verb (used with object)
verb (used without object)
- wee free,
- wee hours,
- weed cutter,
- weed killer,
- weed out,
- weed, thurlow,
- (of a restaurant worker) overwhelmed and falling behind in serving customers: Our waitress was so deep in the weeds that we waited 40 minutes for our burgers.
- in trouble; overwhelmed by problems: He knows our marriage is in deep weeds.
- involved in the details: I’m in the weeds of planning my wedding.
Origin of weed1
Examples from the Web for weeding
This system is meant to self-regulate by weeding out the bad eggs.
Transparency and clarity in financial markets have been key factors in weeding out bad actors and fraudsters.How Is America Really Doing? Wharton’s Idea for Better Accountability|Peter Schweizer|July 6, 2012|DAILY BEAST
Jupiter trine Pluto, Friday, sees you weeding out buds who try to tone you down.
As one can imagine, this is a huge project: weeding out Muslim infiltrators in the U.S. government.
George Schultz once said that much of diplomacy is merely “weeding the garden.”
Now all these dangerous weapons went over into a poor man's garden, where his son and some other boys were weeding it.Forgotten Tales of Long Ago|E. V. Lucas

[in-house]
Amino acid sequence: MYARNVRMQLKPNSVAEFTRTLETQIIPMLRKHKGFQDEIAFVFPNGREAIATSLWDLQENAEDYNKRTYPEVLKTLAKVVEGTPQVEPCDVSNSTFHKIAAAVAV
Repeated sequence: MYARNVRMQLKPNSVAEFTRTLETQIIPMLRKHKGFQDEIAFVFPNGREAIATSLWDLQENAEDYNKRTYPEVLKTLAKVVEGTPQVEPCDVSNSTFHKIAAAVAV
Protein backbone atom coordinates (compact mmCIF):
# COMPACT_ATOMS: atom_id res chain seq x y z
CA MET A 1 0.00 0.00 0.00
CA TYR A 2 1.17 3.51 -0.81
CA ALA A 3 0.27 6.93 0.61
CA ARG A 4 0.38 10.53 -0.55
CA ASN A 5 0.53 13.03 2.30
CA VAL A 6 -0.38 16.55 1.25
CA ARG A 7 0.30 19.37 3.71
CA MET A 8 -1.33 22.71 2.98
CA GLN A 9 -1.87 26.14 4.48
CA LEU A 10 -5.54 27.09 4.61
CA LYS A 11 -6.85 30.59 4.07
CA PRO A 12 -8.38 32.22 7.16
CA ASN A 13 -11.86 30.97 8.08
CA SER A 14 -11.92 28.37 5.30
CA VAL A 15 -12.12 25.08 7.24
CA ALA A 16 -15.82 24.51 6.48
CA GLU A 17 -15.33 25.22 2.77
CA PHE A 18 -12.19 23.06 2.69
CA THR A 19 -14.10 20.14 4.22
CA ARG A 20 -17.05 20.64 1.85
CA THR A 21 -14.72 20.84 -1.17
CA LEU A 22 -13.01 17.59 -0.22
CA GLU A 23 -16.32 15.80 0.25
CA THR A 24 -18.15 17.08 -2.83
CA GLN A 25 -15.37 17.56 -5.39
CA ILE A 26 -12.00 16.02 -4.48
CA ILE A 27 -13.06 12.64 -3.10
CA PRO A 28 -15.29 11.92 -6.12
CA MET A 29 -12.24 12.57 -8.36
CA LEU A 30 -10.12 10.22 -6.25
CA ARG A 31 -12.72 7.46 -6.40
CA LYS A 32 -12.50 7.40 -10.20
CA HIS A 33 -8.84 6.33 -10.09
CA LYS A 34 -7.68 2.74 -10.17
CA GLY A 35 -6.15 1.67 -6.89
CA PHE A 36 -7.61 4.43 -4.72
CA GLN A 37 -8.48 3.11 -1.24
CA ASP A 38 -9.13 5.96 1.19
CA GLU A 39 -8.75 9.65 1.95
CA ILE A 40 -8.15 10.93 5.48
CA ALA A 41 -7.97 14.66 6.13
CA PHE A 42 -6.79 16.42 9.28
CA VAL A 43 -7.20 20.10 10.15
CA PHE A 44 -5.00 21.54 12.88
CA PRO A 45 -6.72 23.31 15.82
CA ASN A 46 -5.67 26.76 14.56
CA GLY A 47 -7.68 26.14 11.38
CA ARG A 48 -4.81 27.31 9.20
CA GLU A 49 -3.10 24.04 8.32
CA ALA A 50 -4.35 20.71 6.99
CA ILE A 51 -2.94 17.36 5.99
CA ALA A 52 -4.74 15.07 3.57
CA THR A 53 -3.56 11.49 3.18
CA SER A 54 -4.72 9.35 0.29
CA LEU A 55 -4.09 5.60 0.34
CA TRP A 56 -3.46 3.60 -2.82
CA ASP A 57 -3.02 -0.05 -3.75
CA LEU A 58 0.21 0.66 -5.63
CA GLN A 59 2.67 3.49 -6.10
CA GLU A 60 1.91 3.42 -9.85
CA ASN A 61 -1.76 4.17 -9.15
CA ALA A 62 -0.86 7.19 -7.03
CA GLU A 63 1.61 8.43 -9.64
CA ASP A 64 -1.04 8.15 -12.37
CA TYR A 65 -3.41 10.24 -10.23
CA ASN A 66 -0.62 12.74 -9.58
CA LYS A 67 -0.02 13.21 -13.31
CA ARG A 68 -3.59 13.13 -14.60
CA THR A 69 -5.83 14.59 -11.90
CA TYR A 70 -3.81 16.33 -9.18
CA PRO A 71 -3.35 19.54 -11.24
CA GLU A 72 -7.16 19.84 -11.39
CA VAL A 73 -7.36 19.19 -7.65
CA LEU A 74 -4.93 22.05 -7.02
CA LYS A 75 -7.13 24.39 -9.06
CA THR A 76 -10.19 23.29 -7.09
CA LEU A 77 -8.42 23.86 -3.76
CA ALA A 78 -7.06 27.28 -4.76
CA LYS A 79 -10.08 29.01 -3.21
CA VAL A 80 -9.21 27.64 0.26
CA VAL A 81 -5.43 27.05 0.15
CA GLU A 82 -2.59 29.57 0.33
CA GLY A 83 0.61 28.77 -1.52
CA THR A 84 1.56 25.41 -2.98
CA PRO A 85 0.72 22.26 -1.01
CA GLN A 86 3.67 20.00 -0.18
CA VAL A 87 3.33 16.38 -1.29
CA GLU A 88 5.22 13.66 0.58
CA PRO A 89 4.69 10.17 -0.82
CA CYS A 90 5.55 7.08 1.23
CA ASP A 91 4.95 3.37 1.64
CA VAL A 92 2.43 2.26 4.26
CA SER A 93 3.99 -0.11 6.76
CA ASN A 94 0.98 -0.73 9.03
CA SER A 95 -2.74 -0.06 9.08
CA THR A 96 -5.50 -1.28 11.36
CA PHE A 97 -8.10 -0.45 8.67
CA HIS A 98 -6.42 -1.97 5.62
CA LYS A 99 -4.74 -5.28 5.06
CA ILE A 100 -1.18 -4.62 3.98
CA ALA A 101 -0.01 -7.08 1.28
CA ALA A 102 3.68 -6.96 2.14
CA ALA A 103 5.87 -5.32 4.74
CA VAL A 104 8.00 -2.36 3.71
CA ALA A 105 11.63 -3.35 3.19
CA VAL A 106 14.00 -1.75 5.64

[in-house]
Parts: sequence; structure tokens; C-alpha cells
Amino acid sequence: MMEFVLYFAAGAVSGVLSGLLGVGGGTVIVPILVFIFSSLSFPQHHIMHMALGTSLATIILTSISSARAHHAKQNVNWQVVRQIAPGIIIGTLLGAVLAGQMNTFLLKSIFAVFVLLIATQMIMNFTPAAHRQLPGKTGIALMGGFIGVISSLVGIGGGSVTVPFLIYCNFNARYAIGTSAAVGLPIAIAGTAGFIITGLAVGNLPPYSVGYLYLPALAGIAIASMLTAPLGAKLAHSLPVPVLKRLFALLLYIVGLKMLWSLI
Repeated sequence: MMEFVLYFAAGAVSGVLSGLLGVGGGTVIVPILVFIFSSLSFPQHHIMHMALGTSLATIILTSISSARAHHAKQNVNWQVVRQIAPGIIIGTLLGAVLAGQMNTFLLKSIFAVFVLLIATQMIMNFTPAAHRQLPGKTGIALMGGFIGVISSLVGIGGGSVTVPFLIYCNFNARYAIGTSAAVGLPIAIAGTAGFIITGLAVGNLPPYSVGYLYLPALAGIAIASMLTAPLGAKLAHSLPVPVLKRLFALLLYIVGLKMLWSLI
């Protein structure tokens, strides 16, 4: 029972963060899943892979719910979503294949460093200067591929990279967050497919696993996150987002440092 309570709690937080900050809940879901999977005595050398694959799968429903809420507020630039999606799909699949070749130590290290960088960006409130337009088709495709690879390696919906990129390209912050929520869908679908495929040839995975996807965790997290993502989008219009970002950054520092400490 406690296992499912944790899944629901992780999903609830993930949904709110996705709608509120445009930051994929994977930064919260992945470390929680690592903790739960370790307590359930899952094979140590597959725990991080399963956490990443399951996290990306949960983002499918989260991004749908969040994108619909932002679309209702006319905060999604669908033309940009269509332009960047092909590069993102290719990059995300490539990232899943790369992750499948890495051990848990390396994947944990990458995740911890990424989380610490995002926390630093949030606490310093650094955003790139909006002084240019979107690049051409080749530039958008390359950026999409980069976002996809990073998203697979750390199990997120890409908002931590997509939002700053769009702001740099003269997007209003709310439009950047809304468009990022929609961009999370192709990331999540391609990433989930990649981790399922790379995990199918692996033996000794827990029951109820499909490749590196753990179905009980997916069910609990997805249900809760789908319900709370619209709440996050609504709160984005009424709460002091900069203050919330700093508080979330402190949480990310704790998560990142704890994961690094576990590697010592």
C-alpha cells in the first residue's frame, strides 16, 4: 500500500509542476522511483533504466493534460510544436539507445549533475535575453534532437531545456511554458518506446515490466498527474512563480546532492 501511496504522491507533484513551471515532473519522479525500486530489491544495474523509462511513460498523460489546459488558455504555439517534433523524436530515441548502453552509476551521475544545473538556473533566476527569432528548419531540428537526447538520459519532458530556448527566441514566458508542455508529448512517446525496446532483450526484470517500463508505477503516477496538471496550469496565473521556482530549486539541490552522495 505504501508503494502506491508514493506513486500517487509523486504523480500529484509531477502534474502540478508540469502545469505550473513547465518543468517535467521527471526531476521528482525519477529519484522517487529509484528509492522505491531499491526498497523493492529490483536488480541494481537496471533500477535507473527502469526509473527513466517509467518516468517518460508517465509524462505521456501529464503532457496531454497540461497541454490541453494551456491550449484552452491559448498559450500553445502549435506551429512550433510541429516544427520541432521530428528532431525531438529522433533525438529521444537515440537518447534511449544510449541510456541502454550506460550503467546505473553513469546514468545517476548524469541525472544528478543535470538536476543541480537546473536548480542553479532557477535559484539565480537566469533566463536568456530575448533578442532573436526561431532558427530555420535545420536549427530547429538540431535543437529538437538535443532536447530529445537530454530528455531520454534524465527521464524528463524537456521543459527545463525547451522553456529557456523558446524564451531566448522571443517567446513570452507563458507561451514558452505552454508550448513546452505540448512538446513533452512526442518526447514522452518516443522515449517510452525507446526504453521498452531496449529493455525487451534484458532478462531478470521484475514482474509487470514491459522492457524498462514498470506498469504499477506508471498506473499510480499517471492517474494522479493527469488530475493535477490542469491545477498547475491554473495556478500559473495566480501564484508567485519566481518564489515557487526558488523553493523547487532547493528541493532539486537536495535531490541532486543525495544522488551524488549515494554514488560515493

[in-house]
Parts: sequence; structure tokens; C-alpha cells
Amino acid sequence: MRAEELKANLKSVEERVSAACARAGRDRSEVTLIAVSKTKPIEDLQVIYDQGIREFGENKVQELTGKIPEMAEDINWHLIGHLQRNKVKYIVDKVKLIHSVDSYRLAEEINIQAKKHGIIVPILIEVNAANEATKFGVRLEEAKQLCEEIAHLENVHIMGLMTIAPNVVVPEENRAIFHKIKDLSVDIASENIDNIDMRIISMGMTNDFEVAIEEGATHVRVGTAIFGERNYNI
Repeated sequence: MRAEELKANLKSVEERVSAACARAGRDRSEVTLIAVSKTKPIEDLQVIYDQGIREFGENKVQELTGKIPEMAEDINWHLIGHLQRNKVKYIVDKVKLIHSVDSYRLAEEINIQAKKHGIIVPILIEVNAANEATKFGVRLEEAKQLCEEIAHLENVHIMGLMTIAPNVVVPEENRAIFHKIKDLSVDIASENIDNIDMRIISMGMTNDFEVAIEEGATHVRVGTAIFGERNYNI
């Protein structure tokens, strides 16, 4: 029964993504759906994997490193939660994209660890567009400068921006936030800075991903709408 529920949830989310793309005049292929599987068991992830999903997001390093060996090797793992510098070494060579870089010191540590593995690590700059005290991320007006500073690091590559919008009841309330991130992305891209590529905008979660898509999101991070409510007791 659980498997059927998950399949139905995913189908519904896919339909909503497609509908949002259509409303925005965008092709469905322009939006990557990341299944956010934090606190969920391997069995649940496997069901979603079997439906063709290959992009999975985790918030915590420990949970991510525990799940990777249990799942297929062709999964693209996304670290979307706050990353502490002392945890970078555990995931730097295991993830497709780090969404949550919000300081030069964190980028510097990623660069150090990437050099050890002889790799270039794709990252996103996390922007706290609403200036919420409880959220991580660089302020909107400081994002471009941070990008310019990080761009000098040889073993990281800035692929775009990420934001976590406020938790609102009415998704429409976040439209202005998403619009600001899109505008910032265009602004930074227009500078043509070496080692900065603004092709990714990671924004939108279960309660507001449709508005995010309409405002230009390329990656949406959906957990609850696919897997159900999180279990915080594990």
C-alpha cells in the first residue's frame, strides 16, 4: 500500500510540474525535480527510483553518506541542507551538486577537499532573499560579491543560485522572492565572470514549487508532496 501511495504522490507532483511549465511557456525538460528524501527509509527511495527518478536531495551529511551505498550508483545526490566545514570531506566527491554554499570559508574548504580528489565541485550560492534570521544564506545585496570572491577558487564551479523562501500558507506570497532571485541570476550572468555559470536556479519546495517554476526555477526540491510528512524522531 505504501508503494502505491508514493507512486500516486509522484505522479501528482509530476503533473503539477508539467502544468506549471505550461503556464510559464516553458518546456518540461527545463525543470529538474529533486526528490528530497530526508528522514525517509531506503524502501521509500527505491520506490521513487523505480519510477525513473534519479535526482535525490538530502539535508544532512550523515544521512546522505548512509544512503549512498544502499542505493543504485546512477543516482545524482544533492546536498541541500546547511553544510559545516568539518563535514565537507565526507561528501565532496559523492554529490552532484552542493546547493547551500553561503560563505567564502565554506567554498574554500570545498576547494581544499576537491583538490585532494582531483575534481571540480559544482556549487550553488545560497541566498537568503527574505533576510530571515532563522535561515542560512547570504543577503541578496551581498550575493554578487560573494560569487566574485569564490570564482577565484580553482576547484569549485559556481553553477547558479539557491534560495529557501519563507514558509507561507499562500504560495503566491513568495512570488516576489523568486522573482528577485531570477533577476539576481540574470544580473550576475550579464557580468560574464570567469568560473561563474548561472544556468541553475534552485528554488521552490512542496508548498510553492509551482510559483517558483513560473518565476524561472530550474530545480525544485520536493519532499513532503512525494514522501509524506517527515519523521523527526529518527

You know the true gardening rhyme, dont you?that One years seeding makes seven years weeding.The Children's Book of Gardening|Mrs. Alfred Sidgwick
The man had also turned around, bent down, and gone on weeding the corn.The Delight Makers|Adolf Bandelier
If we must serve our time at weeding, let us at least weed intelligently.The Library of Work and Play: Outdoor Work|Mary Rogers Miller
By the time the first weeding is finished, the plant will be over a foot high, and if necessary a second weeding is then given.Sport and Work on the Nepaul Frontier|James Inglis
- the weed tobacco
Word Origin for weed
Word Origin for weed
"to clear the ground of weeds," late Old English weodian, from the source of weed (n.). Related: Weeded; weeding.
"plant not valued for use or beauty," Old English weod, uueod "grass, herb, weed," from Proto-Germanic *weud- (cf. Old Saxon wiod, East Frisian wiud), of unknown origin. Meaning "tobacco" is from c.1600; that of "marijuana" is from 1920s.